NEW YORK Interpublic Group, hit hard by spending cuts from clients in the auto sector and events marketing, reported second-quarter revenue of $1.47 billion, a 19.7 percent drop from the year-ago period.
IPG's Q2 net income plummeted 76 percent to $20.9 million, or 4 cents a share, from $88.1 million or 17 cents a share, one year ago.
Viewed in organic terms (excluding the impact of acquisitions and currency fluctuations), IPG's revenue fell 14.5 percent during the second quarter.
In a call with analysts, IPG CEO Michael Roth said results in the quarter were additionally impacted by strong comparables in the year-earlier period and spending cutbacks from telecom and technology marketers. Even with the anticipation of a stronger comparable 2008 quarter, Roth and CFO Frank Mergenthaler admitted that the depth of the decline surprised them in the month of June. The prominent cause of the drop in quarterly performance was reduction in scope of work, Roth said.
At the market's opening, after the conference call, IPG shares dropped more than 14 percent from yesterday's close of $6.19 a share.
The company, which counts General Motors as one of its largest clients, said about 4 percent of that decline stemmed from reduced spending in the auto and events sectors. Organic revenue in the events sector, in which IPG operates Jack Morton Worldwide, slid 40 percent. Roth and Mergenthaler did not address the scope of fee reduction at GM, after its recent bankruptcy reorganization, but said no cash reserve was warranted as a result of that and the company is being paid in a timely manner.
IPG said year-to-date organic revenue has dipped 10.5 percent, and it reported a loss of $53 million for the first six months of 2009. This compares to net income of $18.2 million, or 4 cents a share, for the first six months of '08. Roth expects that IPG can maintain operating margins around 7-7.5 percent for the year and believes the company's full-year drop in organic revenue will be comparable to the year-to-date decline.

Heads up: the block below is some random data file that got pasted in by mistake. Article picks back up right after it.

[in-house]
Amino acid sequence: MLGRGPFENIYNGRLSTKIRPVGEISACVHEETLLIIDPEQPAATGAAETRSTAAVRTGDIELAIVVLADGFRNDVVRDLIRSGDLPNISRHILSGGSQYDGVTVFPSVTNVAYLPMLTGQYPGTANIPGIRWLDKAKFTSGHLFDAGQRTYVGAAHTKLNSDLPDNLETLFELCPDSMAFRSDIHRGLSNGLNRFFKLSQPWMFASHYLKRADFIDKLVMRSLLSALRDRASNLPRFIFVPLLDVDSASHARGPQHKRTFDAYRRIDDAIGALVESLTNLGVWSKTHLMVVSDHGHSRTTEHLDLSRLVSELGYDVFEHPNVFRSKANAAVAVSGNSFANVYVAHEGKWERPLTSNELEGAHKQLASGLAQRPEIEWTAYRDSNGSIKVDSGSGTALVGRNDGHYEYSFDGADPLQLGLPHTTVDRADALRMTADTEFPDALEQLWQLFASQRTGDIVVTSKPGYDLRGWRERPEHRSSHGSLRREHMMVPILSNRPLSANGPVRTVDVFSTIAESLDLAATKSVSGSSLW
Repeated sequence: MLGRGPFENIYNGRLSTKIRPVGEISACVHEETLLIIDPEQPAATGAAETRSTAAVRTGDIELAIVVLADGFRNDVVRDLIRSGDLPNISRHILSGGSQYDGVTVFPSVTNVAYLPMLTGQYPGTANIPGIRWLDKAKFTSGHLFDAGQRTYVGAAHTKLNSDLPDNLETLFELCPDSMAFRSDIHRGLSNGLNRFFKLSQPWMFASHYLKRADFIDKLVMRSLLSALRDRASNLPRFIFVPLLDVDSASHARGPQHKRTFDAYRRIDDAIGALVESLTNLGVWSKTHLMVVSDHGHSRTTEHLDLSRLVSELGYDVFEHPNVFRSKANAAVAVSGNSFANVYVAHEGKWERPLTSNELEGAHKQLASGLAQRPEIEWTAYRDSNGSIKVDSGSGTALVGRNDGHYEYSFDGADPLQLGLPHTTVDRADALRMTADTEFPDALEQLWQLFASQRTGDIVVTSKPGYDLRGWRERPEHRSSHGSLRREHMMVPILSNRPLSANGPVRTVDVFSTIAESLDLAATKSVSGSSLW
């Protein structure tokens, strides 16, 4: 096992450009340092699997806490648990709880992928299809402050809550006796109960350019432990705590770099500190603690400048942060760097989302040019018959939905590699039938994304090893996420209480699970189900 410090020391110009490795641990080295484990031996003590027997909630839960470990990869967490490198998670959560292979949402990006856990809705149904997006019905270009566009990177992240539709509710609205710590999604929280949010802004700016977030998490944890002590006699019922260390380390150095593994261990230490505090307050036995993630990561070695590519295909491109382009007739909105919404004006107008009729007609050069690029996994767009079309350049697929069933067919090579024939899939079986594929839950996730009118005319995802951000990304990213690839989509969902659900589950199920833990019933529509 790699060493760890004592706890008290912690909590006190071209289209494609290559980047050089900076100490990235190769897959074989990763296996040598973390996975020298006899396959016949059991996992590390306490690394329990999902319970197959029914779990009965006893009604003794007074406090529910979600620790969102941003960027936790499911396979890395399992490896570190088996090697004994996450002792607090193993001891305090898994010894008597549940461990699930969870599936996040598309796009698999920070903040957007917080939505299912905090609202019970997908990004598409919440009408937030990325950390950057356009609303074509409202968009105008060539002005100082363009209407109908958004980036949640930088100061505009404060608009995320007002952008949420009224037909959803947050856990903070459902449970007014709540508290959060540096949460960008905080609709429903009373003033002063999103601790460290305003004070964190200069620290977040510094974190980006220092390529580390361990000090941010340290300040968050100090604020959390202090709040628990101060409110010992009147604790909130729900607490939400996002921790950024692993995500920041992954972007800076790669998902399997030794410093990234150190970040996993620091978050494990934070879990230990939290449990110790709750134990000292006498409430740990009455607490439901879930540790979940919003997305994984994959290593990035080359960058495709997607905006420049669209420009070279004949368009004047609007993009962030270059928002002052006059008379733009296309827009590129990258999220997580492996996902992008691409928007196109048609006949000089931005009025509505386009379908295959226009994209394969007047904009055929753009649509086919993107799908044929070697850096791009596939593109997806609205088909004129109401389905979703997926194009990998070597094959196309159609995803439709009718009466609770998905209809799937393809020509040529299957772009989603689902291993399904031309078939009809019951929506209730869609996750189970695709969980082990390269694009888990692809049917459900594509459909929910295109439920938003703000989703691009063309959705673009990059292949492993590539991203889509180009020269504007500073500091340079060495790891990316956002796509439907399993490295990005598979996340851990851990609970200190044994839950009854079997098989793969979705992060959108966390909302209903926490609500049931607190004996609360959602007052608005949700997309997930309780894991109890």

IPG said that over the past nine months, the company incurred about $120 million in severance expenses related to the layoff of 4,100 employees, or 9 percent of its workforce. Roth said IPG execs at the operating units continue to be "maniacally focused" on cost controls. IPG reported $35 million in incremental severance costs in the quarter. In regard to additional layoffs in the second half of the year, Mergenthaler said he believes the "major heavy lifting" is over and while third-quarter severance costs will be a little higher than the year year-earlier period, the fourth quarter will be less.
In the quarter IPG reported a 35 percent decrease in incentive compensation and a 30 percent drop in costs for temporary help.
Roth said Draftfcb, which picked up new accounts like Starbucks and Miller Lite, was the company's best performer in the quarter, from the perspective of both the top line and margin performance. But he said, overall, IPG is in a negative position in net new business compared to the year-earlier quarter. In response to an analyst's question about recent loss of business from the holding company's largest client, Microsoft, he said McCann Worldgroup's relationship is "solid" and "not at risk".
During the second quarter, IPG salaries and related expenses dropped 12.2 percent to $968.4 million, compared to the same period in 2008. (Adjusted for currency effects and the effect of acquisitions, those expenses declined 7.5 percent organically.)
However, the company said its staff-cost ratio, comprising salaries and related expenses as a percentage of revenue, increased in Q2 to 65.7 percent from 60.1, and to 70.2 percent from 65.3 percent in the first half, as salary cuts were outweighed by revenue reductions.
IPG's holding company peers, as expected, also reported drooping results for the second quarter and first half:
"Omnicom Takes Big Hits in Revenue, Profit"
"Organic Revenue Slides at Publicis"